Another mistake I think Dale's post makes is assuming that whether the Atlanta attacks are racially motivated is a crux for most people's emotional response. I think Dale's claim may well be correct (I could see both arguments), but the larger context is a significant increase in violent incidents against Asians, at least some of which seem obviously racially motivated (the increase is also larger than other races). These have taken a constant emotional toll on Asians for a while now, and the particular Atlanta shootings are simply the first instance where it actually penetrated the broader public consciousness.

I can't think of an easy-to-implement rule that would avoid this mistake. The best would be "try harder to think from the perspective of the listener", but this is of course very difficult especially when there is a large gap in experience between the speaker and the listener. If I were trying super-hard I would run the post by an Asian friend to see if they felt like it engaged with the key arguments, but I think it would be unreasonable to expect, or expend, that level of effort for forum comments.

Again, I think people make communication mistakes like this all the time and do not find them particularly blameworthy and would normally not bother to comment on them. I am only pointing them out in detail because you asked me to.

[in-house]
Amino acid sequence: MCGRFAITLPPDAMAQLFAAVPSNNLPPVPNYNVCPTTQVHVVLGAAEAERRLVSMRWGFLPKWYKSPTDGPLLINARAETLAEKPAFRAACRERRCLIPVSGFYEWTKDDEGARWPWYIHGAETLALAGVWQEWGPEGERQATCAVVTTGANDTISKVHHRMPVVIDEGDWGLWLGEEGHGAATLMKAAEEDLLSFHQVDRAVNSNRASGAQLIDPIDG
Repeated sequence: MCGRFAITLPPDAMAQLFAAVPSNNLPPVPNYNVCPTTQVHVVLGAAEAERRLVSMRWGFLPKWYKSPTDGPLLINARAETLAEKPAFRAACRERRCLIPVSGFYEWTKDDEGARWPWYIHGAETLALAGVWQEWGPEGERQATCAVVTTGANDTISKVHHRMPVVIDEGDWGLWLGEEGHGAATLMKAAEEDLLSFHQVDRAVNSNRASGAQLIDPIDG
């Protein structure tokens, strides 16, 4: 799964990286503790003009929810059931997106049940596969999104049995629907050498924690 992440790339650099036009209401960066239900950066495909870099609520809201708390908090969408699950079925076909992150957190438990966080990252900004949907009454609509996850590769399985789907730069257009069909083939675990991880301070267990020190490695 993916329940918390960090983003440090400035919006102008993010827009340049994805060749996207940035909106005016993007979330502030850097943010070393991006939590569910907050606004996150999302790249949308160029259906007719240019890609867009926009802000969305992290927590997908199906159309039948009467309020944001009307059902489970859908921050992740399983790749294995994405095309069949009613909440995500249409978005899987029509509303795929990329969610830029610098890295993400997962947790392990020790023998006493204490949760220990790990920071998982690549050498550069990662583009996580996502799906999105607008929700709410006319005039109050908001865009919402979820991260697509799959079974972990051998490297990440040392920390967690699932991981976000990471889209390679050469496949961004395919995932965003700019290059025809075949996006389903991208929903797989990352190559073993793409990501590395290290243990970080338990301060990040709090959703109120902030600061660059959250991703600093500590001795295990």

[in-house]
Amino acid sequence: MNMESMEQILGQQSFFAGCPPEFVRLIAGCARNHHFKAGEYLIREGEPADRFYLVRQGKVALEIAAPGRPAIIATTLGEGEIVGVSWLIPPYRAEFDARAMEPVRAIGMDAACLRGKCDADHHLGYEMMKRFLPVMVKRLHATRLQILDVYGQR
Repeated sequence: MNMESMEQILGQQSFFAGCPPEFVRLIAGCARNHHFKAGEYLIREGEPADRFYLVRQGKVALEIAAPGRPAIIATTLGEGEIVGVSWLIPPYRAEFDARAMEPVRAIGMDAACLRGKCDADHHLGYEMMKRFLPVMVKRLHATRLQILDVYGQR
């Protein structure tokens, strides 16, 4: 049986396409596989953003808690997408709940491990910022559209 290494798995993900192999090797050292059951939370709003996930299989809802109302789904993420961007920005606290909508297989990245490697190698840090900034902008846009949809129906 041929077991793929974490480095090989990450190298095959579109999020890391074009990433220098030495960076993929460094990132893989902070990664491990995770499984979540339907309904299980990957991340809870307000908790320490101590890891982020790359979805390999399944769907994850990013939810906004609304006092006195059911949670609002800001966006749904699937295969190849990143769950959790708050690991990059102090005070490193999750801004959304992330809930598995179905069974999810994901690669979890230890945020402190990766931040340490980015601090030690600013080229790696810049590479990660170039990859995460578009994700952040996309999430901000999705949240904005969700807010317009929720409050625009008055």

Comment by jsteinhardt on Please stand with the Asian diaspora · 2021-03-21T04:44:17.586Z · EA · GW

I think it's good for people to point out ways that criticism can be phrased more sympathetically, and even aligned with your goal of encouraging more critical discussion (which I am also in favor of). As someone who often gives criticism, sometimes unpopular criticism, I both appreciate when people point out ways I could phrase it better but also strongly desire people to be forgiving when I fail to do so. If no one took the time to point these out to me, I would be less capable of offering effective criticism.

Along these lines, my guess is that you and Khorton are interpreting downvotes differently? I didn't take Khorton's downvote to be claiming "You should not be posting this on the forum" but instead "Next time you post something like this I wish you'd spend a bit more effort exercising empathy". And if Dale totally ignores this advice, the penalty is... mild social disapproval from Khorton and lots of upvotes from other people, as far as I can tell.

Comment by jsteinhardt on Please stand with the Asian diaspora · 2021-03-21T04:29:13.053Z · EA · GW

They being Laaunch? I agree they do a lot of different things. Hate is a Virus seemed to be doing even more scattered things, some of which didn't make sense to me. Everything Laaunch was doing seemed at least plausibly reasonable to me, and some, like the studies and movement-building, seemed pretty exciting.


My guess is that even within Asian advocacy, Laaunch is not going to look as mission-focused and impact-driven as say AMF. But my guess is no such organization exists--it's a niche cause compared to global poverty, so there's less professionalization--though I wouldn't be surprised if I found a better organization with more searching. I'm definitely in the market for that if you have ideas.